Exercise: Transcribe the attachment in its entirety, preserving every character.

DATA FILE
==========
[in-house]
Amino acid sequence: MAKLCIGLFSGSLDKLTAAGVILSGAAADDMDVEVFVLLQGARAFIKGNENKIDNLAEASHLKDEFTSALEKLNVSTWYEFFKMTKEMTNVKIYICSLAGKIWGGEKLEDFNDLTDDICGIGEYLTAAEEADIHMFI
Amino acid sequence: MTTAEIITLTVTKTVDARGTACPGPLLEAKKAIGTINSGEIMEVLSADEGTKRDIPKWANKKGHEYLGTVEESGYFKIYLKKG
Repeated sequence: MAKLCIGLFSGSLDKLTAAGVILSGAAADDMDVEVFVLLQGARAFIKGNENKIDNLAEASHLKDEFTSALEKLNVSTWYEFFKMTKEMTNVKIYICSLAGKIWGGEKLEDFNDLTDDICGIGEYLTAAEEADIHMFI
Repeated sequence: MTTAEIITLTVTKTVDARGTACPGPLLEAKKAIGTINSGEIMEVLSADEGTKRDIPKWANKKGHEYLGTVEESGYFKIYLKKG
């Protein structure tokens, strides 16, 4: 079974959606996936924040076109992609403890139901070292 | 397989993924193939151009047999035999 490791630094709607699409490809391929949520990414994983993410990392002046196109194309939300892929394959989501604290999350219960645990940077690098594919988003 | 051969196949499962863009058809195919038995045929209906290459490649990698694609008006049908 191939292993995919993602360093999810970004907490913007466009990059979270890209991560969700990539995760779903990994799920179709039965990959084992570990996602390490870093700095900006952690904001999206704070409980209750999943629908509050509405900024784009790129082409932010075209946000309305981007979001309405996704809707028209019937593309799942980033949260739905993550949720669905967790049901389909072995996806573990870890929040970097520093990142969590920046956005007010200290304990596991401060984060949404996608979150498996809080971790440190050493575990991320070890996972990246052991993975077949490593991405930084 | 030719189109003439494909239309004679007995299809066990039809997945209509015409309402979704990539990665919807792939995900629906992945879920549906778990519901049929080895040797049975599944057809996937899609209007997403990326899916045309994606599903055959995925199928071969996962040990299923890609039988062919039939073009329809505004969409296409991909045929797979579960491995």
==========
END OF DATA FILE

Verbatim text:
[in-house]
Amino acid sequence: MAKLCIGLFSGSLDKLTAAGVILSGAAADDMDVEVFVLLQGARAFIKGNENKIDNLAEASHLKDEFTSALEKLNVSTWYEFFKMTKEMTNVKIYICSLAGKIWGGEKLEDFNDLTDDICGIGEYLTAAEEADIHMFI
Amino acid sequence: MTTAEIITLTVTKTVDARGTACPGPLLEAKKAIGTINSGEIMEVLSADEGTKRDIPKWANKKGHEYLGTVEESGYFKIYLKKG
Repeated sequence: MAKLCIGLFSGSLDKLTAAGVILSGAAADDMDVEVFVLLQGARAFIKGNENKIDNLAEASHLKDEFTSALEKLNVSTWYEFFKMTKEMTNVKIYICSLAGKIWGGEKLEDFNDLTDDICGIGEYLTAAEEADIHMFI
Repeated sequence: MTTAEIITLTVTKTVDARGTACPGPLLEAKKAIGTINSGEIMEVLSADEGTKRDIPKWANKKGHEYLGTVEESGYFKIYLKKG
């Protein structure tokens, strides 16, 4: 079974959606996936924040076109992609403890139901070292 | 397989993924193939151009047999035999 490791630094709607699409490809391929949520990414994983993410990392002046196109194309939300892929394959989501604290999350219960645990940077690098594919988003 | 051969196949499962863009058809195919038995045929209906290459490649990698694609008006049908 191939292993995919993602360093999810970004907490913007466009990059979270890209991560969700990539995760779903990994799920179709039965990959084992570990996602390490870093700095900006952690904001999206704070409980209750999943629908509050509405900024784009790129082409932010075209946000309305981007979001309405996704809707028209019937593309799942980033949260739905993550949720669905967790049901389909072995996806573990870890929040970097520093990142969590920046956005007010200290304990596991401060984060949404996608979150498996809080971790440190050493575990991320070890996972990246052991993975077949490593991405930084 | 030719189109003439494909239309004679007995299809066990039809997945209509015409309402979704990539990665919807792939995900629906992945879920549906778990519901049929080895040797049975599944057809996937899609209007997403990326899916045309994606599903055959995925199928071969996962040990299923890609039988062919039939073009329809505004969409296409991909045929797979579960491995």